An Introduction to Thai Cuisine
If you haven’t found the time to take that exotic backpacking journey around Thailand, never fear. You can sample a true Thai adventure, courtesy of your taste buds, in the comfort of your own kitchen. Once you get hooked on the flavors of Thai cuisine, there’s no turning back.
“What’s not to like? There’s sweet, there’s salty, there’s hot—it has all the great food elements,” says Andy Ricker, the executive chef and owner of Pok Pok, in Portland, Oregon, and Pok Pok Ny, in Brooklyn. “American food puts things together that taste similar, while the flavors of Southeast Asia tend to be different flavors at the same time and not all combined to make one homogenous flavor. It’s like beef stew compared with yum kai dao [a fried-egg salad], where separate elements are all brought together—protein, bright lime, salty fish sauce, hot chilies, stringent onions, cool lettuce—all happening in one place. It’s about bright, disparate flavors in one dish.”
The best part? Just because it’s complex doesn’t mean it has to be complicated to make. “Thai food is very simple,” says Hong Thaimee, the executive chef at Ngam, in New York City. “All you need to make green curry at home is green curry paste, your protein of choice, coconut milk, and your garnish, like Thai basil. You can wow people with the flavors while finding all the basic ingredients at your local supermarket.” And contrary to popular belief, not all Thai food is spicy. Some dishes may have a final element of heat, but they’re often sweet and sour at the same time—perfect for those eaters who like to keep their taste buds guessing.
Curries (green, red, or yellow) are some of the most popular Thai dishes. They involve starting from a paste made with a mortar and pestle, which are staples in any Thai kitchen. The tools are used to bruise herbs instead of chopping them, which increases the aromatic oil, maximizing the flavors of the ingredients. If you want to make your own curry but don’t have a mortar and pestle on hand, Thaimee suggests hitting your herbs gently with a rolling pin to bruise them and release their essential oils.
And where there’s curry, there’s always rice. “In Thailand, rice is the center of the universe, not just the food. The importance of it can’t be overemphasized,” says Ricker. “Curries were developed as very flavorful dishes. You eat a little bit of curry with a lot of rice—rice is the main point.” The most popular accompaniments in Thai cooking are jasmine rice, which can be made in a rice cooker, and sticky rice, which is a bit more complicated and time-intensive. You’ll also find rice in meat salads like spicy larb (a mixture of minced meat, chili, mint, and vegetables), alongside grilled meats—Thai cooks love to marinate and grill—and even in sweet dishes, such as coconut sticky rice with mango.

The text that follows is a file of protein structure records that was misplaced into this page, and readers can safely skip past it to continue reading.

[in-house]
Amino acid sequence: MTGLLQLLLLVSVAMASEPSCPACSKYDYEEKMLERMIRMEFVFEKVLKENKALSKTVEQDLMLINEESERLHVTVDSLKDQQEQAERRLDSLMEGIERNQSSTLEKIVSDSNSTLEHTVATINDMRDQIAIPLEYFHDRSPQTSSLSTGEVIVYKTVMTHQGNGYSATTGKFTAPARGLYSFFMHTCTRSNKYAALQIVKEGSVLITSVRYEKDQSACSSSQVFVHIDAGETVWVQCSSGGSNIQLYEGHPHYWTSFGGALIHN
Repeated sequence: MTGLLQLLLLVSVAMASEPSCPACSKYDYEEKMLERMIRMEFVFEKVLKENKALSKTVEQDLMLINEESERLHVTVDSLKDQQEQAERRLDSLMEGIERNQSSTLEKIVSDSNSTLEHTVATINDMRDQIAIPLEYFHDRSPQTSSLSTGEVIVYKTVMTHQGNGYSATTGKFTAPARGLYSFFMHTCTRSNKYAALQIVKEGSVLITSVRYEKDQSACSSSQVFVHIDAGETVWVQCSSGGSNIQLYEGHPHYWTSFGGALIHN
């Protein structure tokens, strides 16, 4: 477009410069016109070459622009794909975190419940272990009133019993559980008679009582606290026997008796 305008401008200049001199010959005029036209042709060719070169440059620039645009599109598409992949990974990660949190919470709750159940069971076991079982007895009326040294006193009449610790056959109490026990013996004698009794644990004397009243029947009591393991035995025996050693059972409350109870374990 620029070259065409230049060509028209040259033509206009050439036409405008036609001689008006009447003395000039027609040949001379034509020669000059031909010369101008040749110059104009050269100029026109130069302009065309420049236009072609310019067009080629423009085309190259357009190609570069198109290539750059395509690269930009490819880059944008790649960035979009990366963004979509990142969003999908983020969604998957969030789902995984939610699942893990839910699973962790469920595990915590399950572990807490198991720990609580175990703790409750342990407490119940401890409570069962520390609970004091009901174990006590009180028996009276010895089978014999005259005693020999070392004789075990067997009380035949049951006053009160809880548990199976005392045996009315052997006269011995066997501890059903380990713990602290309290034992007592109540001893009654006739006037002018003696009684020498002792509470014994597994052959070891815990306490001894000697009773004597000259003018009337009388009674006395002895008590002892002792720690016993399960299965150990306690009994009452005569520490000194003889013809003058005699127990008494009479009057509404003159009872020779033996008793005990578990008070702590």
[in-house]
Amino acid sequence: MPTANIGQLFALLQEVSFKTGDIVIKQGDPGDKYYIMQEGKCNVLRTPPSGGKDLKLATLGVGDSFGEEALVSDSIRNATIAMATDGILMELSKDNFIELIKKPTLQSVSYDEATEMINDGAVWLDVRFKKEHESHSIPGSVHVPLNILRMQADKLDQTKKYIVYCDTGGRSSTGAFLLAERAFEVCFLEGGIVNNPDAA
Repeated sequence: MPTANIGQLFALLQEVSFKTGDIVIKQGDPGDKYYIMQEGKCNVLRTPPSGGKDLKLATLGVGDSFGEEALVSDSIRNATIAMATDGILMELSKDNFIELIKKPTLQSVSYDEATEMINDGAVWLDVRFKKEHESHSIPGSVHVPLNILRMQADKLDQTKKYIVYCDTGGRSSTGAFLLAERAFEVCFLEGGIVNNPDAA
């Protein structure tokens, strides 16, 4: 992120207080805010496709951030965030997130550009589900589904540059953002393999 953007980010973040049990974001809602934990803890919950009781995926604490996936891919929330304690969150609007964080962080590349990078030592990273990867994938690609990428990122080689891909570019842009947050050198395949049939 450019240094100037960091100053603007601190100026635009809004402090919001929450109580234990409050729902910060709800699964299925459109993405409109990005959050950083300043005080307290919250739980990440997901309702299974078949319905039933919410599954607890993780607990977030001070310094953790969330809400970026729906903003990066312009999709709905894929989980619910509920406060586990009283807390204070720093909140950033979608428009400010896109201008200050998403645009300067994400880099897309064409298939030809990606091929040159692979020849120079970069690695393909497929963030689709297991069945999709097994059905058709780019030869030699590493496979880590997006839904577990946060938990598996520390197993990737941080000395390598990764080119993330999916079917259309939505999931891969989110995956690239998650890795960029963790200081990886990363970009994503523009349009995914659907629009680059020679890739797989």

A word to the wise: When you’re ready to tackle Thai cuisine in your kitchen, resist the urge to start with pad thai. The ubiquitous stir-fried noodle dish has a lot of ingredients and a somewhat lengthy prep time, so it may not be the best way to ease your way into Thai cooking at home. Instead, start with a fried-egg salad, which contains equal parts lime juice and simple syrup, along with chilies, garlic, sliced onions, Chinese celery, and lettuce. Chop your fried eggs, add them to the salad, and sprinkle some cilantro on top. Or start with a classic Thai hot and sour soup, which is like a more intense version of the Chinese staple. Either way, you’ll end up with a plate or bowl full of deliciousness that’s both familiar and exotic at the same time.
“Thai cuisine is very unlike anything you’re probably used to cooking or eating,” Ricker says. “Taking something unfamiliar and almost unpleasant—like shrimp paste—and adding it to a dish to enhance the flavor is pretty remarkable. The flavors captured my palate and imagination. For me, it’s just completely delicious.”